2.You emphasize the interpersonal aspects of your relationship—not the physical or the sexual: You tend to care about love, intimacy, and relationship satisfaction. Once these are fulfilled, you can more easily give of yourself sexually and physically.

3.You tend to have sex to enhance the commitment to the relationship: Both yours and his.

4.You tend to have sex to express your love: In fact, new research suggests that your orgasms are enhanced if you hear your partner say “I love you,” just before, during, or immediately after your orgasm.

While almost every sexologist since the 1st century has claimed that guys and gals the world over have sex because they’re programmed to do it, because it’s an innate need, one contemporary sexologist says uh-uh, nope, no way, not so fast.

New research in college-age women and middle age women shows that sex for women is highly contextual. In other words, we do it for increased emotional closeness, increasing our own well-being or self-image, to feel wanted or loved, to feel attractive….not because it’s an inborn drive, and not necessarily because we want to experience physical pleasure.

And get this—this researcher also claims that we gals have sex for personal satisfaction…not for orgasmic release.

All of this 21st century research might help to explain why today’s sexologists and sex therapists think that desire should be added as a distinct phase of sexual response for women (Masters and Johnson ignored this as a part of overall sexual response in women).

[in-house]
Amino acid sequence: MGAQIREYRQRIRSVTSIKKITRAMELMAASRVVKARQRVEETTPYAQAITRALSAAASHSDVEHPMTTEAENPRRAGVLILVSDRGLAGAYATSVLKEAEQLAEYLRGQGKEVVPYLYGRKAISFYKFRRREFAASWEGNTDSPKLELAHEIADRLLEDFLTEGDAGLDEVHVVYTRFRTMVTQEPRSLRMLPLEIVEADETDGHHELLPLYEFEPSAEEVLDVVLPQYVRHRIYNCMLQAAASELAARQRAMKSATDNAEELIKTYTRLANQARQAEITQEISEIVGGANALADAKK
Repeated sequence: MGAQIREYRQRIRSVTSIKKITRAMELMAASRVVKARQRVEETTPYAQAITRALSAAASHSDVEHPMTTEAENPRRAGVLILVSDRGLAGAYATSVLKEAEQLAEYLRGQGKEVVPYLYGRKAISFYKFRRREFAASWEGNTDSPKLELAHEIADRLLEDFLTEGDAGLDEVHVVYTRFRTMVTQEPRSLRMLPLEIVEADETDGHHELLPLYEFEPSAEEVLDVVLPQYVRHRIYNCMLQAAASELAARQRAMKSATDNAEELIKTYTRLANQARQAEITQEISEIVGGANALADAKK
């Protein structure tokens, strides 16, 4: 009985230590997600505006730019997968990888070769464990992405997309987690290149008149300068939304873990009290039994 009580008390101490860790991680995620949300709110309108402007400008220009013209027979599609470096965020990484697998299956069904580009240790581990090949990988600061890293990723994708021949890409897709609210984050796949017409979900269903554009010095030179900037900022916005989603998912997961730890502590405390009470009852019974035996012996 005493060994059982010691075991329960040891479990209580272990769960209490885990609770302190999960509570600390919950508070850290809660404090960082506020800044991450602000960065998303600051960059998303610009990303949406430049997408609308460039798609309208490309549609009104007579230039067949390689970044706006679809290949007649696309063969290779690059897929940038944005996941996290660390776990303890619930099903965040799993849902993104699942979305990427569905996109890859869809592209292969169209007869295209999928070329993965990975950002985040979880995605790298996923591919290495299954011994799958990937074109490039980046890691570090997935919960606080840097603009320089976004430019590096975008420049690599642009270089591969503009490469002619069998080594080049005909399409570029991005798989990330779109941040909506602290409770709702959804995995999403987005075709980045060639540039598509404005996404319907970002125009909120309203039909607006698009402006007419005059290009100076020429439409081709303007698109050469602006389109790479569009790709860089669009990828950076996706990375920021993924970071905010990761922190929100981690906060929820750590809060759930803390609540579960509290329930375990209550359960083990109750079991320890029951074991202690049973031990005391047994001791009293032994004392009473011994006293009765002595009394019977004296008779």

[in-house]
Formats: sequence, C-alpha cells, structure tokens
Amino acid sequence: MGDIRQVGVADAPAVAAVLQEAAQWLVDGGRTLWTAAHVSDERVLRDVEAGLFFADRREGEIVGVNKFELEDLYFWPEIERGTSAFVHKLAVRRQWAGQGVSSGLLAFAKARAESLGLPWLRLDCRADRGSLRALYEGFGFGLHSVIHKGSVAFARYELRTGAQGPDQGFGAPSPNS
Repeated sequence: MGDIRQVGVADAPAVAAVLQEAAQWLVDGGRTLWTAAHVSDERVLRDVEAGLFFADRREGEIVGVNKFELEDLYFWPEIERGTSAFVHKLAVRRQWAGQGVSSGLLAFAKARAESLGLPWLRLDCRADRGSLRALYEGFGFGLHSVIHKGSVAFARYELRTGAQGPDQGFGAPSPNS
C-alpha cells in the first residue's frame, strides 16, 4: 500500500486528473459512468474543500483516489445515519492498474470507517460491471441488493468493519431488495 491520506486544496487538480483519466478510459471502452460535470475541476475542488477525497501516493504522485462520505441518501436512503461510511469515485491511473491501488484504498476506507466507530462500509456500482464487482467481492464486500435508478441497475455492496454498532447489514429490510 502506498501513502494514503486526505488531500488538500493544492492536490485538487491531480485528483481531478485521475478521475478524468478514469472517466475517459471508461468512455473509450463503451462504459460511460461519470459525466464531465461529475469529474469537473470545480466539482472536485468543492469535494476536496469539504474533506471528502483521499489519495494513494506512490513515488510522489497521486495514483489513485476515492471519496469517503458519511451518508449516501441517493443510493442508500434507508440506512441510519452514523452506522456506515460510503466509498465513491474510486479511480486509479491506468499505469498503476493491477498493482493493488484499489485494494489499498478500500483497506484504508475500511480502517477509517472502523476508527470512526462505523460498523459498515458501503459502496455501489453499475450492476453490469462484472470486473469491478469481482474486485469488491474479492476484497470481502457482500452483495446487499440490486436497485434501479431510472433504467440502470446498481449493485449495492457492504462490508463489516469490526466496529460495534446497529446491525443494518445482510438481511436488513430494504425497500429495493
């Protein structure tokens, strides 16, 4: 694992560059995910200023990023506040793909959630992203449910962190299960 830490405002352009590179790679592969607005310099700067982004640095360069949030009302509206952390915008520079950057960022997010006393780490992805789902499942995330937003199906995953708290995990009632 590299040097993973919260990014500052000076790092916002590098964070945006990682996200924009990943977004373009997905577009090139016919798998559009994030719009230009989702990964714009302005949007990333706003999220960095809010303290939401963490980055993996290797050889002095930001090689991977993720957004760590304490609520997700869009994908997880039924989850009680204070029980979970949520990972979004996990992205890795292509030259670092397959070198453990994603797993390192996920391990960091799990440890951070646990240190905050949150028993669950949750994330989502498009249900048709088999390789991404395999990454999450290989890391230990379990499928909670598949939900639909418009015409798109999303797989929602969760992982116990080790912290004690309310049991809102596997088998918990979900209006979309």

So, a truer picture of a woman’s sexual response pattern might look something like this:

(Emotional intimacy + sexual stimuli + relationship satisfaction + a clean house + locked doors + children soundly asleep + paid bills + secure love + secure commitment + not feeling fat + sweet nothings + estrogen = SEXUAL DESIRE = Seeking out and being receptive to sexual stimuli) + (sexual stimuli + emotional satisfaction + physical satisfaction = SEXUAL AROUSAL) + (time + time + time + time) = ORGASM.

Yeah, we’re that complicated, ladies.

And get this—we gals experience high sexual desire and interest when we first enter a new relationship, or if we’ve been away from our love interest for awhile.

BUT…

…this sexual hunger for frequent sex appears to decrease the longer we’re in our relationships. Girlfs, our sexual appetites are replaced by a desire for increased emotional closeness and intimacy!

What does all this mean??

New sex research sure seems to indicate that your sexual desire isn’t inborn, gals—your sexual desire is TRIGGERED by feelings of love and intimacy and closeness and appreciation and relationship satisfaction.

Just as your love will transition from a 24×7-do-me-baby-do-me to a calmer, more stable type of love, so too does your sexual appetite transition to a sexual desire that is triggered by your love for your partner and the security you feel when you’re with that person.

And that, girlfriends, is a realistic expectation for your relationship. When you feel the sexual desire waning, when you feel that something is “different” about your love–it just may very well be an indicator that your relationship is actually becoming STRONGER…it’s not getting worse!

How does this information compare to what you may have read in popular magazines such as Cosmo, or what you may have learned in a sex class?